On Memorial Day, I packed up Nelly, my trusty Subaru Outback, in Seattle and we set out east to seek our fortune in the first-ever, full-on book tour for Bounty from the Box. Two weeks later, I am on my last day in Manhattan, the odometer reads 3,524 miles now, and still our journey is only about one-third complete. And what a trip it’s been already!
After picking up 29 boxes of books at my Minneapolis warehouse and with Nelly’s suspension heavily loaded down on her rear wheels, I dropped off 15 books ordered by the Hmong American Farmers Association (HAFA) at their St. Paul headquarters in Minnesota. HAFA is a really worthy organization, formed on the premise that family farming could be a way of the future for Hmong immigrant farmers in the Twin Cities area, as well as a way of the past, and they are dedicated to advancing their prosperity through advocacy, cooperation, and building skills. HAFA has been a terrific supporter of the book as well (it is mentioned in my sidebar essay about Hmong farmers).
And then it was off to Washington, DC for my first signing, where I visited Common Good City Farm, a half-acre urban farm in the heart of the nation’s capital, situated in a city park in a low-income neighborhood. The farm shares the grounds with not only the park and playground but also a community garden tended by local residents. The farm, which began in 2008 in its current location, now provides food for the neighborhood (often on a sliding scale for those who cannot afford much), engages youth and students in their garden workshops and youth programs, and serves people at the nearby farmers market. It is also mentioned in my book in the sidebar essay titled “Hands-On Learning on the Farm and at School.”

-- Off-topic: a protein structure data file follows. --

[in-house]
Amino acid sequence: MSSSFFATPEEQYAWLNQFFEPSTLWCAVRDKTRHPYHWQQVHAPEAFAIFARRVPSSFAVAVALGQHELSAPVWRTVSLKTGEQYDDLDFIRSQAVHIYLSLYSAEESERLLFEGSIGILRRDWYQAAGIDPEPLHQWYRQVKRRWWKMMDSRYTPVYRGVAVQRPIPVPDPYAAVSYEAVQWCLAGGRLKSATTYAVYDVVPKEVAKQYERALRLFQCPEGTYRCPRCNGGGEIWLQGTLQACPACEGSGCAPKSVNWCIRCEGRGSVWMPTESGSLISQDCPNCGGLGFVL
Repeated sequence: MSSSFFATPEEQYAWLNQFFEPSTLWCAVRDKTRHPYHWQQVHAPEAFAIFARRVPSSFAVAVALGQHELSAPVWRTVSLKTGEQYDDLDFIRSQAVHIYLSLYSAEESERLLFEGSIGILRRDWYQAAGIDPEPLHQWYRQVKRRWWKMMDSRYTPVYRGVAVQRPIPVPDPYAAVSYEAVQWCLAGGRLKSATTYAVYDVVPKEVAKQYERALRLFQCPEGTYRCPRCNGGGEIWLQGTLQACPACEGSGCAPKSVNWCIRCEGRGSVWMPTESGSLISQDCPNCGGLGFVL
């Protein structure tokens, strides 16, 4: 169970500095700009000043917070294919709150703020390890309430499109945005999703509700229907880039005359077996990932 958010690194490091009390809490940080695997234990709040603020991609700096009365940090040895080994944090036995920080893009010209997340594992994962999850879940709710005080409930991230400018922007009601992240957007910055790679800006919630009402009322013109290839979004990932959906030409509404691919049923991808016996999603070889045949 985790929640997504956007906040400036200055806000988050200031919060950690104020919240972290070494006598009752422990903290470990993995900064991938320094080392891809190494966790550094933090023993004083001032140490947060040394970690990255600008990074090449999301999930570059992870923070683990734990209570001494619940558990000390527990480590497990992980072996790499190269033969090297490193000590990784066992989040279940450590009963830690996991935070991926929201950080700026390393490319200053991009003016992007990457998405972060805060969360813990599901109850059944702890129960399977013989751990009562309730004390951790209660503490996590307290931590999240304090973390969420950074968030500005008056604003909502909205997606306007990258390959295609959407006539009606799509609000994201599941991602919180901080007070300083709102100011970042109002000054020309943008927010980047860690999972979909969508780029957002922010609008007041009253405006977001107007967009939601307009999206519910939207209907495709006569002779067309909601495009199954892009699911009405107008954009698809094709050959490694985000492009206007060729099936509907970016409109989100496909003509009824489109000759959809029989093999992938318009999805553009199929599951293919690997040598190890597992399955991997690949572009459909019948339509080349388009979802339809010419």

Although it is not my intent to get political in this blog, sometimes it is hard not to be, especially when faced with such stark evidence of the haves versus the have-nots staring you so closely in the face. During my one night in DC, I had booked a surprisingly inexpensive hotel room in Embassy Row, a beautiful neighborhood in the Kalorama area known for its concentration of embassies and consulates. It is charmed universe, filled with elegant tree-lined streets and stately, multimillion-dollar homes where diplomats, politicians, and a veritable Who’s Who in DC power circles reside.
But scarcely two miles away is this little urban farm growing food for people who survive on the very cheapest (often highly processed and unhealthful) food they can buy, and if it weren’t for this farm, they would likely have almost no fresh vegetables in their diet. While I was there, cops stopped by, checking out an incident in the next-door park, and the farm manager also quietly reported to another farm worker that a handgun had been found buried in the soil when their volunteers were digging in the garden, and to call the police to report it. It is a neighborhood that is obviously no stranger to crime, drugs, poverty, gangs, and basic social and physical needs of their residents on so many levels.
Yet, a couple miles away lives the leader of one of the wealthiest nations in the world, as well as people who live in a universe unfathomable to these folks. When I hear about the millions upon millions of dollars that are raised to finance presidential campaigns in election years like this one, I wonder just how many people could be fed or children educated in America with that money. Seriously, we could eradicate a significant chunk of America’s hunger issues by using those sums (or even part of them) toward farms like this one and to implement lasting, sustainable food programs in towns across the country.
Still, farms like Common Good and the efforts of countless individuals working and volunteering really are making a difference, and the fruits of their labors do not go unnoticed or unappreciated. This tiny farm is flourishing, and interest is greater than ever in what it does and the food, herbs, education, and youth support it provides.
On another note, one of the perks about doing talks and signings at farms is the wonderful produce that I am sometimes given as a parting gift. Before I left, I was handed two enormous bunches of kale and some of the most beautiful cherries I have ever seen, just picked from their single tree. More on their fate in my next post.